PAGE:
About this Research Topic
The fact that brain consumes ~20% of the body’s energy bespeaks the high energy-demanding nature of neural activity. The energy consumption is even higher when massive brain activity (such as seizures) occurs under pathological conditions. Thus manipulating energy metabolism may be helpful to control neural excitability and seizures. Indeed, nearly a century ago (in 1920s), fasting was used as an anti-seizure therapy, which later evolved to the low-carbohydrate and high-fat ketogenic diet (KD). While KD is successful in controlling seizures, it waned shortly after the advent of the first generation of antiepileptic drugs. However, given with the availability of more than 20 antiepileptic drugs, as many as 1/3 of patients with epilepsy are drug-resistant. Thus, KD was re-introduced to the clinic in the 1990s and has proven to be highly effective in controlling many types of drug-refractory seizures. More recently, another approach has been proposed to alter energy metabolism by inhibiting glycolysis with a non-metabolizable glucose analogue, 2-deoxy-glucose (2-DG). Inhibition of glycolysis with 2-DG effectively blocks seizure activity in brain slices and in several animal models of seizures and epileptogenesis. In addition, modifying other metabolic pathways such as the pentose phosphate pathway (PPP) with fructose-1,6-bisphosphate (F1,6BP) has been shown to suppress seizures in several animals models. These clinical and laboratory studies demonstrate that manipulation of energy metabolism can profoundly alter brain excitability and seizure activity.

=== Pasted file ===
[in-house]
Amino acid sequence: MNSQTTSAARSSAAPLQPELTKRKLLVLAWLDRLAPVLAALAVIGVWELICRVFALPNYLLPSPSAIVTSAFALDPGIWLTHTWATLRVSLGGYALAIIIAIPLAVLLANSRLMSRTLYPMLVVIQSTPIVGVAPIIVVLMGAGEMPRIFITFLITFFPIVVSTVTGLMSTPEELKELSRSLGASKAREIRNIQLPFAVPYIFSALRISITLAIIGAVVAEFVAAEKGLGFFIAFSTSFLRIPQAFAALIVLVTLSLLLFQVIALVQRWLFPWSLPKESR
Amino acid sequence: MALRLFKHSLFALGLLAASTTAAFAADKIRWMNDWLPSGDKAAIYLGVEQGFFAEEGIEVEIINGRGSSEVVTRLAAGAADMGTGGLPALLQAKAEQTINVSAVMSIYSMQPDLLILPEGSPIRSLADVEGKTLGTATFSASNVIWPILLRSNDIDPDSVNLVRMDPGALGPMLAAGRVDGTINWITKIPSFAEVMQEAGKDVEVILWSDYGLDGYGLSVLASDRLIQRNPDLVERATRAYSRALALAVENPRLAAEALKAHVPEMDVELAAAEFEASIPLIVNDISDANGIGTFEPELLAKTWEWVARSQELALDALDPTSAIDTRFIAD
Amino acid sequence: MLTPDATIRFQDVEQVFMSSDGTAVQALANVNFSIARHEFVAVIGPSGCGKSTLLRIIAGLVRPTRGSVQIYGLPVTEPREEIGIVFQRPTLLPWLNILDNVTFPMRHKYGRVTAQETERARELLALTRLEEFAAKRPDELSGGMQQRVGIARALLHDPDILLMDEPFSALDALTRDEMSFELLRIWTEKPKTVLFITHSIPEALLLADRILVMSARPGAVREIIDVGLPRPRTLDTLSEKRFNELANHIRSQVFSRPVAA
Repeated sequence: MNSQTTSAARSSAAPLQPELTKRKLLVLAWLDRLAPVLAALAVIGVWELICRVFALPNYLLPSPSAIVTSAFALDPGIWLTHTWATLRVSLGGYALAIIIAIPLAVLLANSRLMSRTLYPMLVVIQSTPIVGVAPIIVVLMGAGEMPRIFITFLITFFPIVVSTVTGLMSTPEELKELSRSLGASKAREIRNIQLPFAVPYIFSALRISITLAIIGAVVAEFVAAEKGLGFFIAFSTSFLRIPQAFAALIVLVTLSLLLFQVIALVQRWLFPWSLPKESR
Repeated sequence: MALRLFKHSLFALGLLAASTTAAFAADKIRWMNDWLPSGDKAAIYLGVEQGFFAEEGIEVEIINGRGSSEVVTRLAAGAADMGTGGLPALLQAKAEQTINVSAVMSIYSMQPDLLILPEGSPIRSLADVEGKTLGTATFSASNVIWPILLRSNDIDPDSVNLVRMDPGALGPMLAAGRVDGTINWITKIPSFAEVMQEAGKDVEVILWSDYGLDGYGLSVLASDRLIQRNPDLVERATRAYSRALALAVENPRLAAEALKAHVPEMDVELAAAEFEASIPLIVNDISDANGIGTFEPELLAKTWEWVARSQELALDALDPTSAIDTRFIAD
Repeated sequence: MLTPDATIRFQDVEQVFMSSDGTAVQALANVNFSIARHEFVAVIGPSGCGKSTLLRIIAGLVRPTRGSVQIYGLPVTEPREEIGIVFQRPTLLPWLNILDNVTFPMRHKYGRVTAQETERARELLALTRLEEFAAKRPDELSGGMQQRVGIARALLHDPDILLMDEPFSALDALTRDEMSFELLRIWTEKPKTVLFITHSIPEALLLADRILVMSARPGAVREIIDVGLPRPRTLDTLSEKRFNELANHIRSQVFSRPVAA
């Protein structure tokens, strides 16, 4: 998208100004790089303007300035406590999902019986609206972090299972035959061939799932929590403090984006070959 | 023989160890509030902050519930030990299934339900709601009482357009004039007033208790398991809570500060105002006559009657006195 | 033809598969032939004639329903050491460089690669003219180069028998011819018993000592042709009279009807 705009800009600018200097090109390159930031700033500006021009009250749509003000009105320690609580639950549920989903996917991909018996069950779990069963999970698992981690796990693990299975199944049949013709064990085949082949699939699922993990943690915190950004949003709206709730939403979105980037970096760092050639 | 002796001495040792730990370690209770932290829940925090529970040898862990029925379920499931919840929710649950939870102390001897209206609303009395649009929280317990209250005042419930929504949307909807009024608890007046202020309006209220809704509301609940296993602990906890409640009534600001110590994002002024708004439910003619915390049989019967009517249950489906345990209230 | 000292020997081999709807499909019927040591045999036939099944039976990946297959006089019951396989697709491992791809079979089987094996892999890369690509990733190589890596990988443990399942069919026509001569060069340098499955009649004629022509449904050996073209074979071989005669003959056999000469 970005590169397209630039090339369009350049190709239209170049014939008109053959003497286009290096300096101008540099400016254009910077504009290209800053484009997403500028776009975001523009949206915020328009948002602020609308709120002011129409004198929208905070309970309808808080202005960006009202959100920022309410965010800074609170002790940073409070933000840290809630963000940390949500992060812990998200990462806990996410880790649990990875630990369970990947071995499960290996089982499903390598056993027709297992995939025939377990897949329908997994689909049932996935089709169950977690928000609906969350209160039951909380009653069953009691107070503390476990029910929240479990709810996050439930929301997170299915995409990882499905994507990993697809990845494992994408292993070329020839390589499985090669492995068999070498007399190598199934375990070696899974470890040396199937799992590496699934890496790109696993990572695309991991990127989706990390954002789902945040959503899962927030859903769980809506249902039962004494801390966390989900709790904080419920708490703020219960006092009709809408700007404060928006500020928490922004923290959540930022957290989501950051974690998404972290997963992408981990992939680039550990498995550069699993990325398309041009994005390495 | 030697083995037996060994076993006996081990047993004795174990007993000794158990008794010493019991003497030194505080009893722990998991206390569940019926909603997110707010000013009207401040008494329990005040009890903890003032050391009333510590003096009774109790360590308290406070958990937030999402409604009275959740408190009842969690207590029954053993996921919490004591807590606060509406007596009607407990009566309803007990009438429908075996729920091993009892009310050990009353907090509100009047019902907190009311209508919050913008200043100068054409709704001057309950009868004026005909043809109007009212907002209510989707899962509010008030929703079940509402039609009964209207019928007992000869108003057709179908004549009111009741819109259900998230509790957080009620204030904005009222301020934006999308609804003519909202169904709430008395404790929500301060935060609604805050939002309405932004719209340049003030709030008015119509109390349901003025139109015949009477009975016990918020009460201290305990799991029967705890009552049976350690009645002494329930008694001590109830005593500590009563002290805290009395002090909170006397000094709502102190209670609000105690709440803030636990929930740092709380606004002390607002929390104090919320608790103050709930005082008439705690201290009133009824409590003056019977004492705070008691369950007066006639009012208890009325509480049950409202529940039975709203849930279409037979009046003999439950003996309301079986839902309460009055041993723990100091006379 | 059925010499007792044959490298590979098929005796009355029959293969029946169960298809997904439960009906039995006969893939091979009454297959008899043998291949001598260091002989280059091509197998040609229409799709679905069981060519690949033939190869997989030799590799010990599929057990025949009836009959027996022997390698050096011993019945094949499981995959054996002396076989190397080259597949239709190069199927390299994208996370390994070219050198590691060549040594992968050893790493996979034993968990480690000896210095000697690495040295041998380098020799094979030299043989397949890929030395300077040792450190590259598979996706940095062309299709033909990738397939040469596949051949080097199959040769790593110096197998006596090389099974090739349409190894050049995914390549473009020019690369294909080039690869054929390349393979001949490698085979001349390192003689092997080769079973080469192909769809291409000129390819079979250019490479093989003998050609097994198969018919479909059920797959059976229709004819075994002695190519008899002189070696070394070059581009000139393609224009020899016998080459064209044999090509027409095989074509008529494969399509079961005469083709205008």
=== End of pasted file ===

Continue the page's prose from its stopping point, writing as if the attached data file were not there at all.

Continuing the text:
The question remain is, how the KD, glycolytic inhibition and other metabolic manipulations affect seizure activity? The fundamental basis of seizure generation is an increased neural excitability involving a host of cellular mechanisms such as ion channels, membrane properties, receptors, transporters, synaptic transmission and neural networks. Most likely, the anticonvulsive action of metabolic regulation is multifaceted, e.g., the KD may involve KATP channels, ketone bodies, and other mechanisms which lead to reduced neuronal excitability. The anticonvulsive activity by glycolytic inhibition may involve suppression of intrinsic neuronal firing and augmentation of GABAergic synaptic transmission, but the detailed mechanisms are yet to be elucidated. The anticonvulsant action of F1,6BP on animal models are remarkable yet the mechanisms of action are largely unknown. Moreover, metabolic manipulation may alter the process of epileptogenesis and produce antiepileptic effect through a variety of mechanisms. In addition to neuronal metabolism, glial cell metabolism may be also important for seizure generation (via “astrocyte-neuron lactate shuttle”). Elucidation of the action and mechanisms of metabolic manipulation would not only lead to new knowledge and better understanding regarding metabolic state and neuronal excitability and seizure control, but also hold the promise as a novel treatment of drug-resistant seizures and epilepsy prevention.
In summary, the field of cell metabolism on neural excitability and epilepsy is relatively new and under-explored, yet the emerging research in this field has begun to provide novel and exciting results on regulating neural excitability and controlling seizures from a unique perspective, which is both scientifically interesting and clinically important.
Keywords: Energy metabolism, Glycolysis, Neural excitability, Seizure, Electrophysiology
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